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Writing VBA Code - The Basics
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Writing Access VBA Code - The Basics

To begin writing VBA code, you need to understand how VBA fits into the structure of Microsoft Access. In an Access database, VBA code is stored in modules. A module is simply a container of VBA code. This VBA code can be called upon to perform a specified task.

A module can be one of 2 types:

  1. Standard:contains code that can be accessed by all database objects. You can always see standard modules in the Modules group on the Navigation pane
  2. Class: contains code that's associated with either a form or a report object. An example of a form module is an event procedure, such as the click event for a button on a form. Class modules can also be also be associated with a custom object. We'll focus on form and report modules for now and will look at custom objects later on.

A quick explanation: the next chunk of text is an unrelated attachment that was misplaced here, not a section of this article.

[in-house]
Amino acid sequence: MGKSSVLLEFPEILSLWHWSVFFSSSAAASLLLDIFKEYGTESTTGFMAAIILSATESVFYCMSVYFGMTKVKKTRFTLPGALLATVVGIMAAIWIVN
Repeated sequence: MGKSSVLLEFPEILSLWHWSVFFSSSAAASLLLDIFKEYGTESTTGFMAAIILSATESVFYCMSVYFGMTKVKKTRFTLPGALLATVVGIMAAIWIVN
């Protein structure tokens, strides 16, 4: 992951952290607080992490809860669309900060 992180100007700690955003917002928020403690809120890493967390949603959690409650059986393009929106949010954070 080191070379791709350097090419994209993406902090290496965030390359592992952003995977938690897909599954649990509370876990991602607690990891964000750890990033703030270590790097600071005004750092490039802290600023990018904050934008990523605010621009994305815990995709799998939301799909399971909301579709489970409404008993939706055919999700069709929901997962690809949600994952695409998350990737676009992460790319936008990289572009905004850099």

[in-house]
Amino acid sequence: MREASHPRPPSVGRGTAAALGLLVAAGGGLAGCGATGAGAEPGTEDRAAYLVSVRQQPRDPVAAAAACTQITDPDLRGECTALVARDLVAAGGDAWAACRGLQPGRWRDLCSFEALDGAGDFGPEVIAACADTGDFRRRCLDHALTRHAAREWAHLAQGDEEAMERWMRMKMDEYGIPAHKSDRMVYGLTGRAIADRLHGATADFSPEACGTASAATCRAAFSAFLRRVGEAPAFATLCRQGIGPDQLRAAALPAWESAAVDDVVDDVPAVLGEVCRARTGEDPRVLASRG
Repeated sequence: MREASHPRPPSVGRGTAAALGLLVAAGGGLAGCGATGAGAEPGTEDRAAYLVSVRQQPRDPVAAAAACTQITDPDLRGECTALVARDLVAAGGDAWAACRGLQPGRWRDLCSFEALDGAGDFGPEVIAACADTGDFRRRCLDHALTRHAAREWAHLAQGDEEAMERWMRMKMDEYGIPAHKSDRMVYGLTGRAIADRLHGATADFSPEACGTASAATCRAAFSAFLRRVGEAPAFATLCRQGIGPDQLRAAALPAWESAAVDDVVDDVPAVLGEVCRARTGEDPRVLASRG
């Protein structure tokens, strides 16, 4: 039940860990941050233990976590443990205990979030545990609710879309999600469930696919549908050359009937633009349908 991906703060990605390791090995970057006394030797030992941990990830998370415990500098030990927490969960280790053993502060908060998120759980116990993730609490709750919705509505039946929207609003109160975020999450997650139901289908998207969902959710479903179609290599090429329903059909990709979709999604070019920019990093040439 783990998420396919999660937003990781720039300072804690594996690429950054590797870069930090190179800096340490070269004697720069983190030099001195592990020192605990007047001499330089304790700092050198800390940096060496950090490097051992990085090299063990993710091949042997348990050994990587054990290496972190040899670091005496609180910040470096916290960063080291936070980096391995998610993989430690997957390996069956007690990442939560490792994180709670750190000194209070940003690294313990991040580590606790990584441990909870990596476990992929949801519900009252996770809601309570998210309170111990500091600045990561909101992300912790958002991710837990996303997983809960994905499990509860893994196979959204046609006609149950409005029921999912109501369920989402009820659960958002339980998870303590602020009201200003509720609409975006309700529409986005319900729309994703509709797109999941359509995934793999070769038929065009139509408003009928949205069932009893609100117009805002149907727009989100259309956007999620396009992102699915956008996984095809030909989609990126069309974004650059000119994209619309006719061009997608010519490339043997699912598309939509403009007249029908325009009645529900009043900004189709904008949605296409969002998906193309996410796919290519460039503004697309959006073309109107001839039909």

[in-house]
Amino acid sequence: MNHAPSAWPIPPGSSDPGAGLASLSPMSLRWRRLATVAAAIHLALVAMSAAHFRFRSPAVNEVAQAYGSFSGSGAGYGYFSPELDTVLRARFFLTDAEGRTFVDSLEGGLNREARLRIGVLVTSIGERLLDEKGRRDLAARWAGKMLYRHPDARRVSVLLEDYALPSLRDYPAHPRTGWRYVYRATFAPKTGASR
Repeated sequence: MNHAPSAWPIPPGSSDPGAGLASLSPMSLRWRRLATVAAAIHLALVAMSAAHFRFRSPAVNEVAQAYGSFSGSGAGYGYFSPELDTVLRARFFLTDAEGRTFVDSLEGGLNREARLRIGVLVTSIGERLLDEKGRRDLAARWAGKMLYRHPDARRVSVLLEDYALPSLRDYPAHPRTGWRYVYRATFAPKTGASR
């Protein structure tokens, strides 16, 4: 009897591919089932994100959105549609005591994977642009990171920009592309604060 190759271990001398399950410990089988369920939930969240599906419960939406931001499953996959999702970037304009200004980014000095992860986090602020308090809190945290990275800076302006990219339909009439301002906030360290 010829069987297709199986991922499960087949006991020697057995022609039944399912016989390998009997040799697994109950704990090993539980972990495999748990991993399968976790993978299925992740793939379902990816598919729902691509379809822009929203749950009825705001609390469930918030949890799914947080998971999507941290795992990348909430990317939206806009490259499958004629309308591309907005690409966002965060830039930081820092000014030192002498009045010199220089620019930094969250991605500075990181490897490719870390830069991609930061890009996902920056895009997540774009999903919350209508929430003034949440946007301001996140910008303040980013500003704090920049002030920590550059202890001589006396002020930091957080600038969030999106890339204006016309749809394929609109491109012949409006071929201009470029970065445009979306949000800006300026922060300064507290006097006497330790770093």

Generally, code related to business logic and data access are contained in standard modules while code relating to presentation or how an object appears are kept in class modules.

We'll explore the differences between the 2 types of module in later tutorials.

vba_editor_modules1

1. All standard modules are found here in the Navigation pane. Some class modules can also appear here but not all. Some class modules are hidden behind form or report objects. You may not have any modules listed here if you have not created any.

2. In the Objects Explorer in the VBA Editor Modules are grouped into standard (Modules) and Class Modules

3. VBA code contained in the PurchaseOrders module in the VBA Editor